Fixing the Trains: New approach to customer service
Rail station staff will be expected to spend more time helping customers, manage minor incidents and have a more professional approach to their job under cultural changes now underway in NSW.
More than 1800 rail staff are undergoing customer service training and modern, new uniforms will be introduced for customer-facing staff so they are easily recognised by people needing assistance.
Minister for Transport Gladys Berejiklian today unveiled the new uniforms for Sydney Trains staff and a new brand as the NSW Government prepares for the start on July 1 of Sydney Trains and NSW TrainLink, the two new rail operators tasked with bringing in a new era of customer service for commuters. NSW TrainLink uniforms will be unveiled in coming weeks.
“This is the beginning of a new era where sitting in an office on the station all day is out, and helping the customer and being proud of working on the railways is in,” Ms Berejiklian said.
“Changing culture in a large organisation is a huge task and will take time to achieve, but I’m pleased that staff undertaking the training are embracing the opportunity to learn how to make travel better for customers.
“Staff are coming away from the new training feeling inspired to work for new organisations where customer service comes first.”
For the first time staff performance will be judged on customer service responsibilities to reflect the renewed focus on the customer.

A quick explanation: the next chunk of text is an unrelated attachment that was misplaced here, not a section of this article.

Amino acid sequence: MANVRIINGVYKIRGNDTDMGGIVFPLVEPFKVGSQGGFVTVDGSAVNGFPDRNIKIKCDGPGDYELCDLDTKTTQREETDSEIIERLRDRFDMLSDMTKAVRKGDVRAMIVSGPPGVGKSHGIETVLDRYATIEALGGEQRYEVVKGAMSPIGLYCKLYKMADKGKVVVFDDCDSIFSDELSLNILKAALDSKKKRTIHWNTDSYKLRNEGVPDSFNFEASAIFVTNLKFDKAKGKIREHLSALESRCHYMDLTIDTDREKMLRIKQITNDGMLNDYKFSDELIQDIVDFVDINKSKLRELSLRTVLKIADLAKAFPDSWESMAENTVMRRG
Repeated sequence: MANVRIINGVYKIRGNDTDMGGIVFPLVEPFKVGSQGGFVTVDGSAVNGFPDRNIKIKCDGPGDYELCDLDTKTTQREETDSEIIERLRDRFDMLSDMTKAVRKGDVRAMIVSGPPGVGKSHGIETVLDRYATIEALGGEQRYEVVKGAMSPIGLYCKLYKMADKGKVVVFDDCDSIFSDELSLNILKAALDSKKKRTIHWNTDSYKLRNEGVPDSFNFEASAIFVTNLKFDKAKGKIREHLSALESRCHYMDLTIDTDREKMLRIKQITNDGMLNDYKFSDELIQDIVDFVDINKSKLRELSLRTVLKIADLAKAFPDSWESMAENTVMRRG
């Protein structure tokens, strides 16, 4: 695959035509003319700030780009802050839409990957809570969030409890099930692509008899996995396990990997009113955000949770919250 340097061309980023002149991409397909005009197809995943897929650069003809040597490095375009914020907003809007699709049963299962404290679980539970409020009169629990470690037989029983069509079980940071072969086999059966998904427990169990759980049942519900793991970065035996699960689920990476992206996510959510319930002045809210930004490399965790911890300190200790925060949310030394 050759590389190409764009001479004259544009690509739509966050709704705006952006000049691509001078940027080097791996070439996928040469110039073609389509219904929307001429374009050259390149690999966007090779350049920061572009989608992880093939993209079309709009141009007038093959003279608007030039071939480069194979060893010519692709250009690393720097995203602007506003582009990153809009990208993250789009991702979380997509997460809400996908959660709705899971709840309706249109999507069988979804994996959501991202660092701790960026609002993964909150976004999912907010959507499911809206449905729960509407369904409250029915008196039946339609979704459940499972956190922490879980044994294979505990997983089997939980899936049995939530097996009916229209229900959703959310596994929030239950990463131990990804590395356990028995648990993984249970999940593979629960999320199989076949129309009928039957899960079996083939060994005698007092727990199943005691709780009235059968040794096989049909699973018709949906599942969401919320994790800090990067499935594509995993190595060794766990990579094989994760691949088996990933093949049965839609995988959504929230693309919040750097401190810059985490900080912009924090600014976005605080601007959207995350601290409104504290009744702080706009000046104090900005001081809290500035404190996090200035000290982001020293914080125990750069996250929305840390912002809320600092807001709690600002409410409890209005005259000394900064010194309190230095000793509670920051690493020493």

“We want to see our front line staff assisting customers on platforms, providing information, dealing with minor incidents and ensuring the amount of time trains wait at stations is properly managed,” Ms Berejiklian said.
To reflect the renewed focus on the customer staff will be given new uniforms and some staff at stations will be provided with hand held devices to be able to access real time train information about services and incidents to help customers.
There will also be a new transport brand introduced to make all public transport information simpler and stations, bus stops, wharves and light rail stops more easily recognisable for commuters and tourists.
“When customers use public transport today they’re bombarded with hundreds of competing logos, thousands of posters, multiple websites and around 800 different brochures – we need to simplify this to improve the customer experience,” Ms Berejiklian said.
“Unlike other global cities like London and Paris, we have never had one integrated and recognisable brand for transport.
“When you go to London and see the round symbol you know there is public transport nearby, whether it is the underground or a bus or other mode – it’s an integrated system that works well.”
The new brand, known as ‘The Hop’, provides an overarching integrated brand for public transport services and includes all modes - buses, trains, ferries and light rail – which will each be a separate colour.
The brand will be rolled out progressively across the network, starting with the new uniforms for Sydney Trains customer-facing staff.
Rail staff will have their current uniforms replaced progressively during the transition to the new organisations and the cost for supplying the new uniforms will be less than current uniforms.
“The new uniform will be easily seen by customers, looks modern and is also a better deal for taxpayers than the current one,” Ms Berejiklian said.